The day before Thanksgiving we headed out at 4:30am, hoping to beat the holiday traffic and the storm that was coming to Yosemite, stopping only for a potty break and Starbucks, then lunch. We arrived at Upper Pines (site 228) around 1:30 PM, the earliest we’ve ever made it! We also beat the storm. As it turned out, it didn’t snow at all that night. The forecast was for 5-8” but we later learned that must’ve been only in higher elevations. We explored the area around our site, including a small creek with lots of fallen logs, great for climbing. It rained ALL night but we were cozy in our Indy (Read about Indy here). This was our 5th time in Yosemite but our first time staying in the valley, and being in the valley for the first time was really nice and convenient. We even had decent cell service most of the time.
On Thanksgiving morning Scott started our turkey on the open fire pit about 9:00am. It cooked all day, and rained most of the day on & off, but we enjoyed the fire under the Easy-Up we had brought along. They guys went for a walk to find the Merced River, while I watched the turkey. We couldn’t leave the turkey unattended, of course, because of bears or even deer. Later Scott & I went for a walk & found the river, bridge, & the shuttle stop.
We didn’t get any snow in the valley, but the upper elevations were left with a dusting and it was magnificent!
On Friday we walked to the shuttle stop, very close to Upper Pines at stop 16. You can find valley shuttle info here. If you’ve never been to the valley off-season, know that some of the shuttle stops/buses are not available like they are during peak season, but they keep the website updated, and you can always get more info upon arrival.
We went to the village store & the little shops like the Ansel Adams gallery and the post office. We also got coffee, & later had lunch at Degnan’s deli (which we affectionately called Deadman’s Deli because it was easier to remember! Haha!) The other deli/restaurant by the Village Store is closed for the season, and the only other place I know of to get coffee is the Starbuck’s next to Yosemite Lodge but we weren’t in that area. It rained a lot but we didn’t care.
When we got back to camp we saw that our trailer battery was dead. Scott charged it up with the car, then we watched an old movie, The Long, Long Trailer. Great movie for camping and a rainy day! I had a hard time finding it in stores but Amazon had it (Amazon link). The battery died again near the end of the movie & he charged it again. Went to bed and battery died about 9:50, so we had no heat for the rest of the night…BRRR!…but I had pulled out extra blankets & we stayed warm enough. It rained all night long for the 3rd night in a row.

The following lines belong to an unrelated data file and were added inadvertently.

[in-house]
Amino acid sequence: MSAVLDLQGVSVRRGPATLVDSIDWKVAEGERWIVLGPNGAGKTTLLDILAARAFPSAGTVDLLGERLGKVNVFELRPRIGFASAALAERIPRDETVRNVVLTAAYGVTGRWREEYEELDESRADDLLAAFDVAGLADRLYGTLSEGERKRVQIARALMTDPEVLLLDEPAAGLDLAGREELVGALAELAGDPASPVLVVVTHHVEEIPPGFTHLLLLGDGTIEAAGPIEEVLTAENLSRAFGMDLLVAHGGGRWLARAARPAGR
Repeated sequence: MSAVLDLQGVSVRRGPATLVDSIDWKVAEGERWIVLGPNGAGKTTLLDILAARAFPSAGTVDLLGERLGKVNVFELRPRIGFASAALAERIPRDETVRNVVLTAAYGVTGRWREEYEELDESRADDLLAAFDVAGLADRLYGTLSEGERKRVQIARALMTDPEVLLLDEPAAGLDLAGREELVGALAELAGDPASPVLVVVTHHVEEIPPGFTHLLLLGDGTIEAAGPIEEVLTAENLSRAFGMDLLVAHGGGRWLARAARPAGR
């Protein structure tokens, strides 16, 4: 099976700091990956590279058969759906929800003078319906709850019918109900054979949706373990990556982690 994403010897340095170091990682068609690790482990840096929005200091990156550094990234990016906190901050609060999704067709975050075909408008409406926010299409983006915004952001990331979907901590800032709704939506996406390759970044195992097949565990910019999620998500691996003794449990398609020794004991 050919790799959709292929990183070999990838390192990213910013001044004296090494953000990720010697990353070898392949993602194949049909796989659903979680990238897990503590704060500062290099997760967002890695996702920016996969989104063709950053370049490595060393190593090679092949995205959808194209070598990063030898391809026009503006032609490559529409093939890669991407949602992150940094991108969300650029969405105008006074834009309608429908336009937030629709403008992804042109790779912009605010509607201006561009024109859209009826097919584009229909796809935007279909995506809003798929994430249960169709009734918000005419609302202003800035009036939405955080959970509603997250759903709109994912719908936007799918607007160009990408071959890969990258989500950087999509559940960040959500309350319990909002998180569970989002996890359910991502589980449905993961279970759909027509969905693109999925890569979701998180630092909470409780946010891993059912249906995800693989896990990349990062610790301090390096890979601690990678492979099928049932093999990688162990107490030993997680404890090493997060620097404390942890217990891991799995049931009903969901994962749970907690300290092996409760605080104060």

Saturday we went to Mariposa Grove. We had tried to visit in June but couldn’t get in because it was full, having reopened the day before after being closed for 3 years. Before the Grove we stopped at Tunnel View – GORGEOUS with snow above and clouds over the valley!
Then another stop at Wawona campground where we had stayed in June (link)…We were hoping to visit the spot where we’d had Mickey’s memorial & see how different the Merced looked in the Fall, but the B & C loops were closed for the season so we just walked down to the river by loop A. It was still really beautiful. All the colors of the trees & brush! The river still had a strong flow, more so than in the Valley, just not loud like in the summer.
Finally, Mariposa Grove. It was so beautiful and the weather was perfect with blue skies and mild temps in the 50’s. Link to info about the restoration of Mariposa Grove.
The Giant Sequoias don’t burn down during fires – they actually require heat from fires to regenerate – but they do get scarred as you can see in the picture below. The bark from a Sequoia can be as thick as 2 feet at the base! You can learn more about fires and the Sequoias by watching this short video here. Really fascinating.
We did the 2 mile loop & saw the Grizzly Giant & the California Tunnel Trees. The Grizzly Giant is over 200 feet tall and 96 feet in circumference at its base.
Years ago when they started carving through these big trees they didn’t know how badly this would damage them. Many have fallen since, and they no longer do this.
A few more pics from the Grove:
Afterwards we went back to camp for a late lunch and guess what? The battery was dead once AGAIN! Obviously we knew had a problem, but at this point Scott hadn’t diagnosed what was going on. We had a light dinner of turkey leftovers & played Alan’s new S’mores card game. No heat again overnight and it was colder this night. So thankful we were at least in the Minnie instead of the pop up!